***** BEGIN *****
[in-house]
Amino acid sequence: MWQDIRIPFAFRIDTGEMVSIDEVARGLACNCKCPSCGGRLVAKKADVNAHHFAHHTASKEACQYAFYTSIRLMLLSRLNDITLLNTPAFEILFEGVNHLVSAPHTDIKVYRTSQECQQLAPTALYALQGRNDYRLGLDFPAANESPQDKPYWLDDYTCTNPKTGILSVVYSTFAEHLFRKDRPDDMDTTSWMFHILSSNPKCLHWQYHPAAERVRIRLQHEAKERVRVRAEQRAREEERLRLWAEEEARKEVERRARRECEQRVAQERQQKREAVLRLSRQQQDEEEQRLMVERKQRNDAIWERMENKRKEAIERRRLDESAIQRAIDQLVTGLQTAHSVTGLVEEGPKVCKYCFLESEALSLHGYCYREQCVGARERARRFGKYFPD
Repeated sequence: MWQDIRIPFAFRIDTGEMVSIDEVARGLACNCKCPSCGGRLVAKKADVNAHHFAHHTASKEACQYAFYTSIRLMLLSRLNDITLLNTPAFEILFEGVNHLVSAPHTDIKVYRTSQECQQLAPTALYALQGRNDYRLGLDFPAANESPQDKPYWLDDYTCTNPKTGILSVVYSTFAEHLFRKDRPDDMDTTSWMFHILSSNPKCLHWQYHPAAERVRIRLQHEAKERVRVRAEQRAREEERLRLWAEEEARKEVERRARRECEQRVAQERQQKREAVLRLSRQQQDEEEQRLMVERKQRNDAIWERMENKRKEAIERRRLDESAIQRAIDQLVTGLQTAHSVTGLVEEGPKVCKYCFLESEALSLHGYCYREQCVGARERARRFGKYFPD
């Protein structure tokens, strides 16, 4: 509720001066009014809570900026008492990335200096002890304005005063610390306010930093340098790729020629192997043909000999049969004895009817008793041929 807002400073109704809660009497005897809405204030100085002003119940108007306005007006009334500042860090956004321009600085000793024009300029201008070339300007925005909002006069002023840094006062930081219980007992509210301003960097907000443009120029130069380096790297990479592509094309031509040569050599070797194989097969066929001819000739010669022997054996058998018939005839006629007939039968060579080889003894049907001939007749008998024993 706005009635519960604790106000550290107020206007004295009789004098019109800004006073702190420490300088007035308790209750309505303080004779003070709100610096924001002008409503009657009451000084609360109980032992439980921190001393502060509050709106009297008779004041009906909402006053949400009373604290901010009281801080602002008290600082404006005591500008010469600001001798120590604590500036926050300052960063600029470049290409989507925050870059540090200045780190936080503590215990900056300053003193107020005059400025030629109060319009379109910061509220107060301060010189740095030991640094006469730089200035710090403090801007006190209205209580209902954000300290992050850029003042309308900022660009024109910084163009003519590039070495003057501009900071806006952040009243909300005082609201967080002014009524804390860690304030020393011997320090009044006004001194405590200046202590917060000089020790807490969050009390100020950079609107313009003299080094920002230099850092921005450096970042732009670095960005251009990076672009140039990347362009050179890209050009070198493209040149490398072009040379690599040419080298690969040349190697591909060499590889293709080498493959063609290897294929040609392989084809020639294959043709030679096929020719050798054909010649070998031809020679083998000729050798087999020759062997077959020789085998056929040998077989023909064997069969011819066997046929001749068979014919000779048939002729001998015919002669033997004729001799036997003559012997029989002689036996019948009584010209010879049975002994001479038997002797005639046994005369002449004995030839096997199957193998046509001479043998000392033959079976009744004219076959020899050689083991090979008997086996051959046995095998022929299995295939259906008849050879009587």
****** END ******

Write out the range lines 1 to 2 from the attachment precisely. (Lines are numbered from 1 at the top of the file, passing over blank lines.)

[in-house]
Amino acid sequence: MWQDIRIPFAFRIDTGEMVSIDEVARGLACNCKCPSCGGRLVAKKADVNAHHFAHHTASKEACQYAFYTSIRLMLLSRLNDITLLNTPAFEILFEGVNHLVSAPHTDIKVYRTSQECQQLAPTALYALQGRNDYRLGLDFPAANESPQDKPYWLDDYTCTNPKTGILSVVYSTFAEHLFRKDRPDDMDTTSWMFHILSSNPKCLHWQYHPAAERVRIRLQHEAKERVRVRAEQRAREEERLRLWAEEEARKEVERRARRECEQRVAQERQQKREAVLRLSRQQQDEEEQRLMVERKQRNDAIWERMENKRKEAIERRRLDESAIQRAIDQLVTGLQTAHSVTGLVEEGPKVCKYCFLESEALSLHGYCYREQCVGARERARRFGKYFPD